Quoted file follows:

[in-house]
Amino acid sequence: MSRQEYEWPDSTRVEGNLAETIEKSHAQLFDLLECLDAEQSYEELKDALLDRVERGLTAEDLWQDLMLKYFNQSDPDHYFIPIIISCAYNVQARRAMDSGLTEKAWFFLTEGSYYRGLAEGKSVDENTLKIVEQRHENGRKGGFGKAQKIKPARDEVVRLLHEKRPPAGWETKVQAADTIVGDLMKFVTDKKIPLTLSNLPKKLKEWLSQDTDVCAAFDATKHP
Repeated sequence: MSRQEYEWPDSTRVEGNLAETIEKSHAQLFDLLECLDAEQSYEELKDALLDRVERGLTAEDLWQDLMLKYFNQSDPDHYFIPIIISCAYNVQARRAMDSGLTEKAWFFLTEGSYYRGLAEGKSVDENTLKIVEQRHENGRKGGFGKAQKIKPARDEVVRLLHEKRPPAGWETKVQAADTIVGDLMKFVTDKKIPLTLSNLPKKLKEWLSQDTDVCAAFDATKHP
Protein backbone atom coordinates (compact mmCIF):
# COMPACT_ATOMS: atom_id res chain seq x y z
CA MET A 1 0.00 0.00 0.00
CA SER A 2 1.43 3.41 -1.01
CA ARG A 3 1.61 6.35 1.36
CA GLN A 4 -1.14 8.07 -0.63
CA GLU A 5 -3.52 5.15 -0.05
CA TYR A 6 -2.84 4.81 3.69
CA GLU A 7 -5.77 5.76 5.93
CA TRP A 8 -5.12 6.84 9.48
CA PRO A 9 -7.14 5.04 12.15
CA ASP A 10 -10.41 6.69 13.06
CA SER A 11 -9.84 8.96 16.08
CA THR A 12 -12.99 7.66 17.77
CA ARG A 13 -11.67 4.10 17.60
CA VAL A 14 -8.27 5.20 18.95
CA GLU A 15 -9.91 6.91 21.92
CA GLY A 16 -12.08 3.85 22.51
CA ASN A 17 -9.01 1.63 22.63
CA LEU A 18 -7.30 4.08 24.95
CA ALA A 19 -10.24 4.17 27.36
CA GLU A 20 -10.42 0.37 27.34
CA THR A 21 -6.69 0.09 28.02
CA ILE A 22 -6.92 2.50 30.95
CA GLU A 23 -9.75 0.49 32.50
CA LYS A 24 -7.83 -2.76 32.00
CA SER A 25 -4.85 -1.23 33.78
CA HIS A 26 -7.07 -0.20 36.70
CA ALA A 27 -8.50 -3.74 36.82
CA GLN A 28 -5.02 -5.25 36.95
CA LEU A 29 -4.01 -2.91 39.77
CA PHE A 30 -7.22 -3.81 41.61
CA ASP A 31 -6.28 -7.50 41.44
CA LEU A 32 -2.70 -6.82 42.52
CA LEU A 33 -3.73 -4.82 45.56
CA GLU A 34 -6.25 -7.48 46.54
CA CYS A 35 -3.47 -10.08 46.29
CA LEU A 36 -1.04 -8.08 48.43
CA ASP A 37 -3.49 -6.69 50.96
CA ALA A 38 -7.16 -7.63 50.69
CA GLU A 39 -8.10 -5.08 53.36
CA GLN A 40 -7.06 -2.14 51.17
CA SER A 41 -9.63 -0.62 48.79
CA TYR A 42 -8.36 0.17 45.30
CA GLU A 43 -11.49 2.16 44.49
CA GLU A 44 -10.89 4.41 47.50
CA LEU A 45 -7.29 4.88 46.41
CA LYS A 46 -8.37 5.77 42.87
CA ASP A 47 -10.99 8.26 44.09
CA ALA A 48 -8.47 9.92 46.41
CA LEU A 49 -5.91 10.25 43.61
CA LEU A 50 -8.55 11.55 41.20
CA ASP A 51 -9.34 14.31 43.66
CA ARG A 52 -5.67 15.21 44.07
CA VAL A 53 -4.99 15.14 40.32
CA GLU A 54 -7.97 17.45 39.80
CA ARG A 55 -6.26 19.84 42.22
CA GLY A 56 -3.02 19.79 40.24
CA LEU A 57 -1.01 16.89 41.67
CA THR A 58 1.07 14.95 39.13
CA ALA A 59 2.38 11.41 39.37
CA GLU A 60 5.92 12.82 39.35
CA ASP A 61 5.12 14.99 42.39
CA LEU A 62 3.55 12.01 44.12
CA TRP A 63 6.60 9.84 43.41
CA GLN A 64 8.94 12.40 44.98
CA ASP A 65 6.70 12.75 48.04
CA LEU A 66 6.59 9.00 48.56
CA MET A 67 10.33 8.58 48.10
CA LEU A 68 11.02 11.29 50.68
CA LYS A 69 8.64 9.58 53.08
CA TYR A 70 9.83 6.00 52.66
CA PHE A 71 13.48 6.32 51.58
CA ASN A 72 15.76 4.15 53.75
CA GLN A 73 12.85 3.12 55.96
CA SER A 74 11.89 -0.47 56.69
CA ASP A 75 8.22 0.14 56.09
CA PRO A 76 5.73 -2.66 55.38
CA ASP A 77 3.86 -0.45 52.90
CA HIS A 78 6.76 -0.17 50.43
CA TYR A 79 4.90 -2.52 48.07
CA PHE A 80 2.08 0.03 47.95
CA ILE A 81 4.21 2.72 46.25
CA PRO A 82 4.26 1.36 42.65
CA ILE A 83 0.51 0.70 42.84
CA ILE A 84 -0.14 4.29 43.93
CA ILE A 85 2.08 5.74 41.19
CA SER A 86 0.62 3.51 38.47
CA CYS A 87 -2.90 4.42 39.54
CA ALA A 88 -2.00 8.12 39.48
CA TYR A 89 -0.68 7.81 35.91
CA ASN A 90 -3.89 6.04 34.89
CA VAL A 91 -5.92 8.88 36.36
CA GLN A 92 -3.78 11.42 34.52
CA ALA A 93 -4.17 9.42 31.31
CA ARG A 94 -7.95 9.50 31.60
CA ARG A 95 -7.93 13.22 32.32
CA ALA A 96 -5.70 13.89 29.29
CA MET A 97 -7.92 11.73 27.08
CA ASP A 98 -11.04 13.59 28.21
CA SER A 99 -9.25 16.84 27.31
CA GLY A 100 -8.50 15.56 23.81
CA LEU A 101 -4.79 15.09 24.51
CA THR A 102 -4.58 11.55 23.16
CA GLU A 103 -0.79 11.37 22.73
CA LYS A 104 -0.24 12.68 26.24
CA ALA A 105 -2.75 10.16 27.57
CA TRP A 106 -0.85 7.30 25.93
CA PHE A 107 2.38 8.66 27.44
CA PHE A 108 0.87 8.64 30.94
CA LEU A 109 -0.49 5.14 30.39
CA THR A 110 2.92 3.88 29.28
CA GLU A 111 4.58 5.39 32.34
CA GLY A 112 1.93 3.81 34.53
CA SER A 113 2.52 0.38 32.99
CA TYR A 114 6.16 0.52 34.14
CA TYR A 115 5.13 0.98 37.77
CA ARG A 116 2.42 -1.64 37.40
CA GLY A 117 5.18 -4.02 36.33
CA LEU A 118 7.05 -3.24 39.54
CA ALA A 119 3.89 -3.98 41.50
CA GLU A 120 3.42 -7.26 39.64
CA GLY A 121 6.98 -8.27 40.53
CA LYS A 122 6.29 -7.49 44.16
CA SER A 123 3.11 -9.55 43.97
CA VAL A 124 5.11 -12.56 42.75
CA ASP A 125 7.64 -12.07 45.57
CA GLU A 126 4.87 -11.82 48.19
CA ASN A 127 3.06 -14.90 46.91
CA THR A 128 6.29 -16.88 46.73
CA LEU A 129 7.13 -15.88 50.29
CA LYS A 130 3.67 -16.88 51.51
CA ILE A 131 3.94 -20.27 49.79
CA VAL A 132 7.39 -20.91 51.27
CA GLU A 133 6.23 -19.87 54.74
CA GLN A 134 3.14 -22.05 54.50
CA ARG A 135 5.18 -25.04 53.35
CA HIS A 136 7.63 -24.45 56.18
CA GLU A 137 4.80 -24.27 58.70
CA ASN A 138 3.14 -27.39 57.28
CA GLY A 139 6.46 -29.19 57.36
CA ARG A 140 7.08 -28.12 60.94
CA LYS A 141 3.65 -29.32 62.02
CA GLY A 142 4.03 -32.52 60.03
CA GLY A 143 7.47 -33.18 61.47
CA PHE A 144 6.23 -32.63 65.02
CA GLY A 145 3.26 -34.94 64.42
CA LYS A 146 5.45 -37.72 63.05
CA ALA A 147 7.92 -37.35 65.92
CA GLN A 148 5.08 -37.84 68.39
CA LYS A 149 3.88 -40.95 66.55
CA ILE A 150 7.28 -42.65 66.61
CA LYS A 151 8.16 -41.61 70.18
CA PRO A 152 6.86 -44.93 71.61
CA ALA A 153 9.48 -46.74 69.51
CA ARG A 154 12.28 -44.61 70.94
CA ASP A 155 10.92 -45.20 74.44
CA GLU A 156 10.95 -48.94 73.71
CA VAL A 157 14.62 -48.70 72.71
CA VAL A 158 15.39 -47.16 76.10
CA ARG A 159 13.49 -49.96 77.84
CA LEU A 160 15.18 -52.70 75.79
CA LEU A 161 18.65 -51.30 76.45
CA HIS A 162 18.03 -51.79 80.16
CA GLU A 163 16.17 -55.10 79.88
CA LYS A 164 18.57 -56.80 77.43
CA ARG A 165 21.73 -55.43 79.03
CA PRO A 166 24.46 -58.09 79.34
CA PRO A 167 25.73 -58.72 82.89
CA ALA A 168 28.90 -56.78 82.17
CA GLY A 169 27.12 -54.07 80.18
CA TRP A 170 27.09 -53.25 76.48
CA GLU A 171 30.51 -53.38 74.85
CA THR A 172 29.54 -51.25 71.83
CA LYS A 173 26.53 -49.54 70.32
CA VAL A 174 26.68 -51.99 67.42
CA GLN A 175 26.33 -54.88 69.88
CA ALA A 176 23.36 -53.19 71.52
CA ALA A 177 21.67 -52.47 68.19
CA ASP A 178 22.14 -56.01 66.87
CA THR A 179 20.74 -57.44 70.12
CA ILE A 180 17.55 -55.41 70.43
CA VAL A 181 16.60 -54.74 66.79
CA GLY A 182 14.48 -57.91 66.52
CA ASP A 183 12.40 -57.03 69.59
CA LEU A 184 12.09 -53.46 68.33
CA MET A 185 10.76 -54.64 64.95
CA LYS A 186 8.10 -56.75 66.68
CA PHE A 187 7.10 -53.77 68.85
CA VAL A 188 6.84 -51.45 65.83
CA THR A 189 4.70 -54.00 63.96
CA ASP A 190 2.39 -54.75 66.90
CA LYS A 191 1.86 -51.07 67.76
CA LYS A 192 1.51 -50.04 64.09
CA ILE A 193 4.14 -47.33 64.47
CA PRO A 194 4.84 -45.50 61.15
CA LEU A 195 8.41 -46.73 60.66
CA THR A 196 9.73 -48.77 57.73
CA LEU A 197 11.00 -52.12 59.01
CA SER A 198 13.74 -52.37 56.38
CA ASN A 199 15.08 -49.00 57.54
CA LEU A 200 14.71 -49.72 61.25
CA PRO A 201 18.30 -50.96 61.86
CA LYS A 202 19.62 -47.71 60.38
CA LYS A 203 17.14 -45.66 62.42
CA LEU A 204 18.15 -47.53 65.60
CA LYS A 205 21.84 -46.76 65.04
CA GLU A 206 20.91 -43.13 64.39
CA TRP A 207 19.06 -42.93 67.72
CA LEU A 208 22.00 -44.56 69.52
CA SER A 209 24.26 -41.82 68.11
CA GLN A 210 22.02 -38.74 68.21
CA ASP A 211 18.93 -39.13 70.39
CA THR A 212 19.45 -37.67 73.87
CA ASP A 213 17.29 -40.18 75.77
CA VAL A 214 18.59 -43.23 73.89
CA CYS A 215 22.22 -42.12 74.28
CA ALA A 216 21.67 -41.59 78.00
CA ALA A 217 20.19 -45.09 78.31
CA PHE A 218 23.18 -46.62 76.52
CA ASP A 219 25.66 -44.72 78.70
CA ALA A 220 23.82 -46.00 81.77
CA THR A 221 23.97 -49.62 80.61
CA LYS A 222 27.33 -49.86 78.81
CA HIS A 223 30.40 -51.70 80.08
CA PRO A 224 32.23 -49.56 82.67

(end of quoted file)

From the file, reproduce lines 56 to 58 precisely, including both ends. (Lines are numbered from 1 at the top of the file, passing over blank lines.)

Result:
CA ASP A 51 -9.34 14.31 43.66
CA ARG A 52 -5.67 15.21 44.07
CA VAL A 53 -4.99 15.14 40.32